Remora combines profiling and system monitoring to help you get to the root of application problems by revealing its use of resources.

Resource Monitoring For Remote Applications

Monitoring systems and profiling applications have long been a passion of mine.In the case of monitoring, I've taken the point of view that the system administrator should focuson monitoring the system as a whole andon keeping track of system behavior over time byasking questions such as, “Is it performing as it should?” and “Are the resources being utilized as much as possible?”

In the case of profiling, I have focused on individual applications, either serial or parallel. Profiling usually means trying to understand application resource usage patterns by answering questions such as, “How does the application use the CPU?” and “How does the application perform I/O?” Answering these questions are some of the goals of application profiling.


A very useful HPC tool named REMORA (REsource MOnitoring for Remote Applications; hereafter referred to as Remora) from the University of Texas Advanced Computing Center (TACC), combines monitoring and profiling to provide information about an application. Unlike pure system monitoring or general profiling, it is focused on the user and the user’s application, and the results are intended to help the user understand the resources that were used to run an application.

Remora is not strictly a profiler, and it's not strictly a monitoring tool in the traditional sense of monitoring the entire cluster. Rather, it provides per-node and per-job resource utilization data. This data can be used to understand how the application performs on the system. As a result, changes can be made to certain aspects of the code or how it was run. The data collected by Remora can be used to improve code performance or detect issues (profiling and monitoring). Additionally, users can go back and examine their resource usage, in the event that something changes in the application or at run time.

Moreover, the information can be used by administrators to understand how users are utilizing resources. For example, the information can be used to determine how many cores, how much memory, how much I/O, and so on were used while running an application. This information can be used to adjust how resources are scheduled.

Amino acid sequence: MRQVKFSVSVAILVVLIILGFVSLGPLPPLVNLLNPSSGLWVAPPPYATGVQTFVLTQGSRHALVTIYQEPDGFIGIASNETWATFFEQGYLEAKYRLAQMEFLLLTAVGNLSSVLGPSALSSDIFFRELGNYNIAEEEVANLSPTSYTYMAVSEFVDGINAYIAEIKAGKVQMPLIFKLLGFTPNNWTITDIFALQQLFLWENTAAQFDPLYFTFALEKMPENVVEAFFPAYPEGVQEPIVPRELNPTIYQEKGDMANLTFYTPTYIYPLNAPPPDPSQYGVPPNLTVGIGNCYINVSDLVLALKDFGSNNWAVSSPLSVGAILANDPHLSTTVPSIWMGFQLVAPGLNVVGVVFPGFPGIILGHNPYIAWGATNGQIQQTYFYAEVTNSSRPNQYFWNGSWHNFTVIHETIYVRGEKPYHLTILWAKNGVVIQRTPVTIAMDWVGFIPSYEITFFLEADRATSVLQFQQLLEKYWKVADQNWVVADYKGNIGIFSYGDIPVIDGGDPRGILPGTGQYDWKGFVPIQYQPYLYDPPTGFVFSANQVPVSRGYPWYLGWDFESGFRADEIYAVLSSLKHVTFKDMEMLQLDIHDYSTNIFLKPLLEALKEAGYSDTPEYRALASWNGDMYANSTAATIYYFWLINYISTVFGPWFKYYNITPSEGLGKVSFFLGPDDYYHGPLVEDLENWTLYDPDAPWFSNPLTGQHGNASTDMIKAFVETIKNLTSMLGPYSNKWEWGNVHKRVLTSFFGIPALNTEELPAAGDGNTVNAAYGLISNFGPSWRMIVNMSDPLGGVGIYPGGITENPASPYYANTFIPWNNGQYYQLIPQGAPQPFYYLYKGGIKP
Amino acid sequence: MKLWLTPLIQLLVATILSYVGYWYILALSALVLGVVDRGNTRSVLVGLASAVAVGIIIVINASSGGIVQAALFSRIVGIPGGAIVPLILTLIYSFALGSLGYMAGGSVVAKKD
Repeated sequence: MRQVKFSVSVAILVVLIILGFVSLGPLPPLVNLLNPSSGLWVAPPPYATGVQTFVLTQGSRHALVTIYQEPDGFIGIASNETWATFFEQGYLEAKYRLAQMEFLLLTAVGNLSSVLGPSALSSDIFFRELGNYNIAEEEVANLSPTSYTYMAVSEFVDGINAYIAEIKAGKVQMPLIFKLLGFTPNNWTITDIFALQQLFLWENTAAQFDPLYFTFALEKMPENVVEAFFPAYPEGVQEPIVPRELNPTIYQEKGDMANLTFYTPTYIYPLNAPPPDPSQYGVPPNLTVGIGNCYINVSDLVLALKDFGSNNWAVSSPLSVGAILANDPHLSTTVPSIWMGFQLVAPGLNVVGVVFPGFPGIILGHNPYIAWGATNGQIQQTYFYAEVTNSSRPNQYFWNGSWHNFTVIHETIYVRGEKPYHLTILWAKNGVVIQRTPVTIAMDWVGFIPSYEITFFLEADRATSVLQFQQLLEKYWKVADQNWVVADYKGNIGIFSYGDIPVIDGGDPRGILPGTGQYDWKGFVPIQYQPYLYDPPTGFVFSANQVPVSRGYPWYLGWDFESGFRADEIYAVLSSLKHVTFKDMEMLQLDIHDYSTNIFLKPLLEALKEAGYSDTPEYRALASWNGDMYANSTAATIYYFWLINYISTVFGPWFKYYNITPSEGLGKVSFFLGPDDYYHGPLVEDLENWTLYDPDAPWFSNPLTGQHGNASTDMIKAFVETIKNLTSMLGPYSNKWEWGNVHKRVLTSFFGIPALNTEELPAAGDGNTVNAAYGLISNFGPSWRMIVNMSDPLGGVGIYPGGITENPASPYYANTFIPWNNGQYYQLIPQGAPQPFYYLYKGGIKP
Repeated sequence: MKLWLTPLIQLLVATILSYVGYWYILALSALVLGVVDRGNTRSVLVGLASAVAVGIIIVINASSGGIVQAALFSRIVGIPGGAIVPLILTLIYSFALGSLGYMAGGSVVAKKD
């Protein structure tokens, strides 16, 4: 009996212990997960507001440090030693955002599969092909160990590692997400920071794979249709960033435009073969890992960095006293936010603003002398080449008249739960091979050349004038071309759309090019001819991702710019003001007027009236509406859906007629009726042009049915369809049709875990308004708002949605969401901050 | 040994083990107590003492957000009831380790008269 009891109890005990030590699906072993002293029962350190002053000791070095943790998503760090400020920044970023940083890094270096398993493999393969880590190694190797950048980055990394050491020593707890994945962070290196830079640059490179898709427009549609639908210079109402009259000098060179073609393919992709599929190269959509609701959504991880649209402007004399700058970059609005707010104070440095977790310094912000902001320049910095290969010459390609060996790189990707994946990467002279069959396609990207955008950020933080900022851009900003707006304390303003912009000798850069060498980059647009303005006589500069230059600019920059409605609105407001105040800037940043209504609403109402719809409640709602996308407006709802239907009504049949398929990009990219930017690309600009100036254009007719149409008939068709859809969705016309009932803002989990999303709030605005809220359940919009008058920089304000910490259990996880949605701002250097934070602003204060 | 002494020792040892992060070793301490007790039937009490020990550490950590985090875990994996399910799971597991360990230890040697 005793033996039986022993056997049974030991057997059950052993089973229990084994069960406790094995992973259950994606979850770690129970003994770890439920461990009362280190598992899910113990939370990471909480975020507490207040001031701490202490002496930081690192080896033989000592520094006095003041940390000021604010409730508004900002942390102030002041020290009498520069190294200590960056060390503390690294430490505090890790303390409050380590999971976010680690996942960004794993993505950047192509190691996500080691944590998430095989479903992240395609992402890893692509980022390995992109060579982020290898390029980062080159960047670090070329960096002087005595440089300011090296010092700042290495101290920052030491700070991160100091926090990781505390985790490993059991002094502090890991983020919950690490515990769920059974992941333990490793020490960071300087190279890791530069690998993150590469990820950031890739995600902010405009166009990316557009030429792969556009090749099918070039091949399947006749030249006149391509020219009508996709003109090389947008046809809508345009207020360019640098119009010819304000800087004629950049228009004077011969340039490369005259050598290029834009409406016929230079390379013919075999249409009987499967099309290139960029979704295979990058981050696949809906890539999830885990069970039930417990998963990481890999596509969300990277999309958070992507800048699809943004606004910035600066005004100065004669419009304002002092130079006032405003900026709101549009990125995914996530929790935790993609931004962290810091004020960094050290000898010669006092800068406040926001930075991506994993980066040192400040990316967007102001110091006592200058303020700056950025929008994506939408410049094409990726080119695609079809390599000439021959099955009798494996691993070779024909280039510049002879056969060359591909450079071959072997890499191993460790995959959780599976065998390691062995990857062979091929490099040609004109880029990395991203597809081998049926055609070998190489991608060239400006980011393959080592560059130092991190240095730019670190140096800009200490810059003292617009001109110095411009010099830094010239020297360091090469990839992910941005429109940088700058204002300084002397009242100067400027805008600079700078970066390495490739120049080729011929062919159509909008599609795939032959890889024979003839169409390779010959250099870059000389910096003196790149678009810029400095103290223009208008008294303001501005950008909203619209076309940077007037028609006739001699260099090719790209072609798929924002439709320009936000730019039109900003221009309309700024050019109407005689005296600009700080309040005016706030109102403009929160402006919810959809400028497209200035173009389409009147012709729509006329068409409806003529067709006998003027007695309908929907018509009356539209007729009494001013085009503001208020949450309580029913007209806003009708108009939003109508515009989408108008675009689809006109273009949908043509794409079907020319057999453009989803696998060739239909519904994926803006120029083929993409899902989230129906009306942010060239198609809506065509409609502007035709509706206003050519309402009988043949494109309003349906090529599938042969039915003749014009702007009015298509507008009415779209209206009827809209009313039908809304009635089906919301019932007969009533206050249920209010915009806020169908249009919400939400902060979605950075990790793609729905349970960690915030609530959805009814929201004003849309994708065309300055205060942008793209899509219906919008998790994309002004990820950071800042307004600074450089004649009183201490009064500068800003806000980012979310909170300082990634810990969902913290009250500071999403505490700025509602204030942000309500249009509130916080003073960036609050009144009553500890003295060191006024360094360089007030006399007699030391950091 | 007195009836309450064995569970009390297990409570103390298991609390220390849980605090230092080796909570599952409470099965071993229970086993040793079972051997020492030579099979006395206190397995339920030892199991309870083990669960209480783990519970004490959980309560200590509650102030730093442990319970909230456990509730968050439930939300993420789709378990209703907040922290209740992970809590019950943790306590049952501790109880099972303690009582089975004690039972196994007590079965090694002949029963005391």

The keys to Remora are its simplicity, itsuse of commonly installed tools, and its focus on the user that puts data and information in the user's hands. The data can also be used by admins in a collective way to understand how the system is being used.

Data Streams

The key focus of Remora is to provide a run-time resource monitoring tool for users. It provides high-level information and detailed statistics to the user when an application is executed. This data is collected and put into a subdirectory, along with an HTML file that can be used for plotting the results.

Remora collects several streams of information:

  • Memory usage (CPUs, Xeon Phi, and Nvidia GPUs)
  • CPU utilization
  • I/O usage (Lustre, DVS)
  • NUMA properties
  • Network topology
  • MPI communication statistics
  • Power consumption
  • CPU temperatures
  • Detailed application timing

To capture all of this information, Remora uses SSH to connect to all of the nodes used by the application. It spawns a background task on each of these nodes and regularly captures the data. However, the I/O data is only captured on the master node of the application.

No special applications are used by Remora to gather the information. Rather, existing tools are used, along with information parsedin the /proc/ table. A partial list of the tools and data sources used includes:

Remora uses these tool and data sources to collect information within a specific interval while the application runs. It only collects the information associated with the application. In the case of message-passing interface (MPI) applications, it grabs the host node list of environment variables and uses that to ssh into the nodes and gather data.

When Remora is finished, it creates a directory in the form remora-XXX in the directory in which the application was run. Subdirectories contain the raw data, and an HTML page lets you examine and plot the data.

When run, Remora collects data from as many sources as it can find. For example, if it detects that Lustre is installed, it will grab data for that. If it detects the presence of an InfiniBand network, it will collect data for that. If it doesn't detect a source, it can’t gather data for it or create a chart.